An aristocrat is a member of a privileged ruling class. America's aristocrats are the 535 Congressmen who rule this country. This privileged few make the regulations that become the laws of the land. Then they use their unbridled power to exempt themselves from laws that affect the rest of us. For example, pension, healthcare, insider trading, and IPO laws do not apply to the aristocrats who run this country.
Two major differences separate the royalty who ran Europe and the American version of aristocrats. In Europe, membership in the aristocracy was a birthright. In America, you have to win an election to become a member. In Europe, aristocrats committed felonies with impunity. In America, aristocrats can be prosecuted for felonies if they are caught on tape, there are eyewitnesses, and the crime makes headlines.
Politicians spend vast amounts of money manipulating public opinion to win elections and gain admittance to the aristocracy. They also have an ongoing need for increasing amounts of money to stay in power. They say power corrupts. Aristocrats will do whatever it takes to remain in office.
The unquenchable need for money helped create special interest groups. Industry executives pay aristocrats to approve legislation that protects their revenues and profits. Our founding fathers would roll over in their graves if they knew a new aristocracy had taken control of America.
A robber baron is a US capitalist who acquires vast wealth by exploitation and ruthlessness. One of the biggest special interest groups in America is major corporations -- a group that collectively populates Wall Street.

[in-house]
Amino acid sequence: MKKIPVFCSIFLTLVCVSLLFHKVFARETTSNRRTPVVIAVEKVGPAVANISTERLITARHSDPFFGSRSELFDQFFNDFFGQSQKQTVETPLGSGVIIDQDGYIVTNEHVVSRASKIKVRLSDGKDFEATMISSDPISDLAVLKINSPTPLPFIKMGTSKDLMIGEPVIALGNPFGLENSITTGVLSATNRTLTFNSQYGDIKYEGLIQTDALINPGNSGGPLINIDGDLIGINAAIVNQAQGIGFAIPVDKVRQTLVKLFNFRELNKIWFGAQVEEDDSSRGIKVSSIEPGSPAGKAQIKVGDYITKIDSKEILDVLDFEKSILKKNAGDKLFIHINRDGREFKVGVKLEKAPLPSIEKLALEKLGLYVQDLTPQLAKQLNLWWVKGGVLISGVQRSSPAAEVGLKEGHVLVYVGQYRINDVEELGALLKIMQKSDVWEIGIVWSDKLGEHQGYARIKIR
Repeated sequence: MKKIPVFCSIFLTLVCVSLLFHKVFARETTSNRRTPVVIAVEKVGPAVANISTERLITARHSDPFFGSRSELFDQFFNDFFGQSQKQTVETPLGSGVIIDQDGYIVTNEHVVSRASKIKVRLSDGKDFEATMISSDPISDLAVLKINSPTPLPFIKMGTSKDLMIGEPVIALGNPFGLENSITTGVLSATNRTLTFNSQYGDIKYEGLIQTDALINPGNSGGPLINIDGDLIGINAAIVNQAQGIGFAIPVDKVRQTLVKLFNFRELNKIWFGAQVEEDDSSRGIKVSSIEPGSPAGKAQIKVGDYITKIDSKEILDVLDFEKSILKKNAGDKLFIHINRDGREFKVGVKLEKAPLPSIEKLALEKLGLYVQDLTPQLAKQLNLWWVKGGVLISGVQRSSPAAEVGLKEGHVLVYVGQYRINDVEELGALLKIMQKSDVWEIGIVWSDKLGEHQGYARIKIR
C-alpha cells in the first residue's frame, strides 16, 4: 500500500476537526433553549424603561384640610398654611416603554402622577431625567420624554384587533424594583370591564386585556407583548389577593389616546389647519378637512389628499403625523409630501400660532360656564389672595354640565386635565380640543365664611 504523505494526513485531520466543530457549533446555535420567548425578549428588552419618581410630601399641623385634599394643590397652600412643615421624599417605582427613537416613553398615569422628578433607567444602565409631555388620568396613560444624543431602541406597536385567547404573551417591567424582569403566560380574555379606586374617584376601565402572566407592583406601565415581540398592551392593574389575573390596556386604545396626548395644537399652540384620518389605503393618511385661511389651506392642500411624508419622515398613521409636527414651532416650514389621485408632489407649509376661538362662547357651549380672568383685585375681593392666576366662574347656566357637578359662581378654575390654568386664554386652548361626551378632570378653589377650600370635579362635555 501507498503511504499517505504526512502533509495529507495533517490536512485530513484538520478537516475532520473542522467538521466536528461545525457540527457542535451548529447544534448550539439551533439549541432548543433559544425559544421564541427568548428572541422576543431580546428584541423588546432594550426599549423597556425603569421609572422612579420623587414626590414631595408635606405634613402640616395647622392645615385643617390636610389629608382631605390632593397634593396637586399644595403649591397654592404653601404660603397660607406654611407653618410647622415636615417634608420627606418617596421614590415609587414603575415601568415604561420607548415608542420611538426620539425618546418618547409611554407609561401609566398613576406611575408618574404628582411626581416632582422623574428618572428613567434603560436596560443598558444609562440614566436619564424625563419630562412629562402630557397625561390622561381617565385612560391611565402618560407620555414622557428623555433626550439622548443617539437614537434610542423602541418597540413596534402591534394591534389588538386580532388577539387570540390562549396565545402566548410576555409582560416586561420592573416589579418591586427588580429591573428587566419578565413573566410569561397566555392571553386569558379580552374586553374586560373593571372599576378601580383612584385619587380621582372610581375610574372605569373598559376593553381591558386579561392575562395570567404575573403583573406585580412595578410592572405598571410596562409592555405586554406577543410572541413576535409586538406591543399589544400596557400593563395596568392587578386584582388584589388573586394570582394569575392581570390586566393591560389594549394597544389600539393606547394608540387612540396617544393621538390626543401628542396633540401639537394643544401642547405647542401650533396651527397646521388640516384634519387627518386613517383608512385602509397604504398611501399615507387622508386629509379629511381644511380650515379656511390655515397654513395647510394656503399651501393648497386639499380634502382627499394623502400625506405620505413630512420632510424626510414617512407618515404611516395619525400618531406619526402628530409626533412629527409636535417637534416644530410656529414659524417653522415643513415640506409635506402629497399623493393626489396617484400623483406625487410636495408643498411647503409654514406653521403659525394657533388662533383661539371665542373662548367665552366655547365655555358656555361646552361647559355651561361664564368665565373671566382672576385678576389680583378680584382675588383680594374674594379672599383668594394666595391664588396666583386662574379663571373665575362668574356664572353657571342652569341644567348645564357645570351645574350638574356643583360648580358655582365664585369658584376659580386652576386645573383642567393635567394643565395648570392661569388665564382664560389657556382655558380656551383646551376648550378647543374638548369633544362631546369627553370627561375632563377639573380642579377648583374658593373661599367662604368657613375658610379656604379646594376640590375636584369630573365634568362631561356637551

Financial service companies spend more than $300 million per year on lobbyists who dispense money to aristocrats who pass regulations that protect the financial interests of companies and their executives.
Companies are not robber barons; the executives who run the companies are the robber barons. On a regular basis, they rob Americans of their personal wealth, and they do so with the impunity that they purchased from the aristocrats.
How else do you explain Wall Street actions that have cost investors and taxpayers trillions of dollars, yet not one robber baron that runs a major financial service company has been indicted or sent to jail?
Aristocrats allow robber barons to make millions in compensation while their companies pay fines for fraudulent acts without admitting guilt. Most of the time, the fines are a small percentage of the revenues and profits that were earned by the robber barons' companies. Fines are not a deterrent they are a cost of doing business for companies
The aristocrats receive gobs of money and the robber barons make gobs of money in salary, bonus, and stock options. The loser is the American public, which has been disenfranchised by greed and the aristocrats' insatiable thirst for power.
I wrote this article to shine a spotlight on the incestuous relationship that exists between politicians and Wall Street executives. Corrupt politicians regulate greedy executives. Do not expect this lucrative partnership to change until there is full transparency and executives go to jail when they make decisions that break the law.
Haven't we suffered enough with trillions of dollars of investment losses and millions of unemployed? The solution starts in Washington, DC, not in New York City.